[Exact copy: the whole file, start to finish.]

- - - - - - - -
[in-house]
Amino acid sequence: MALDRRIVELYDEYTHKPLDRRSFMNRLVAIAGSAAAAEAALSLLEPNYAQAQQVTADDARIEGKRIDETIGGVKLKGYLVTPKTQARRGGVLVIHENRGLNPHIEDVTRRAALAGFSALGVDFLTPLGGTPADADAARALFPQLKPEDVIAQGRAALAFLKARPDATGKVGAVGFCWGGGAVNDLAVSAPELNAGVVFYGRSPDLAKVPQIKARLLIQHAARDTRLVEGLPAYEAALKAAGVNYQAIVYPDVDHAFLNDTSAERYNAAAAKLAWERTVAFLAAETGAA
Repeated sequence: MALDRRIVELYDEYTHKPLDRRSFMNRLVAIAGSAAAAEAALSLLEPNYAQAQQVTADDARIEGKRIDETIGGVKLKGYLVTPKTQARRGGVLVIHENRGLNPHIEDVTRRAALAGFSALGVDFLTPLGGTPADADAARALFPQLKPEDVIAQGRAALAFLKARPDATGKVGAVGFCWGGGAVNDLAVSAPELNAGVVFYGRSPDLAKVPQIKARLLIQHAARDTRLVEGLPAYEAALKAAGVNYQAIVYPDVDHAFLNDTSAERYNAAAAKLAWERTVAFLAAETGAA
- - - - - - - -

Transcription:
[in-house]
Amino acid sequence: MALDRRIVELYDEYTHKPLDRRSFMNRLVAIAGSAAAAEAALSLLEPNYAQAQQVTADDARIEGKRIDETIGGVKLKGYLVTPKTQARRGGVLVIHENRGLNPHIEDVTRRAALAGFSALGVDFLTPLGGTPADADAARALFPQLKPEDVIAQGRAALAFLKARPDATGKVGAVGFCWGGGAVNDLAVSAPELNAGVVFYGRSPDLAKVPQIKARLLIQHAARDTRLVEGLPAYEAALKAAGVNYQAIVYPDVDHAFLNDTSAERYNAAAAKLAWERTVAFLAAETGAA
Repeated sequence: MALDRRIVELYDEYTHKPLDRRSFMNRLVAIAGSAAAAEAALSLLEPNYAQAQQVTADDARIEGKRIDETIGGVKLKGYLVTPKTQARRGGVLVIHENRGLNPHIEDVTRRAALAGFSALGVDFLTPLGGTPADADAARALFPQLKPEDVIAQGRAALAFLKARPDATGKVGAVGFCWGGGAVNDLAVSAPELNAGVVFYGRSPDLAKVPQIKARLLIQHAARDTRLVEGLPAYEAALKAAGVNYQAIVYPDVDHAFLNDTSAERYNAAAAKLAWERTVAFLAAETGAA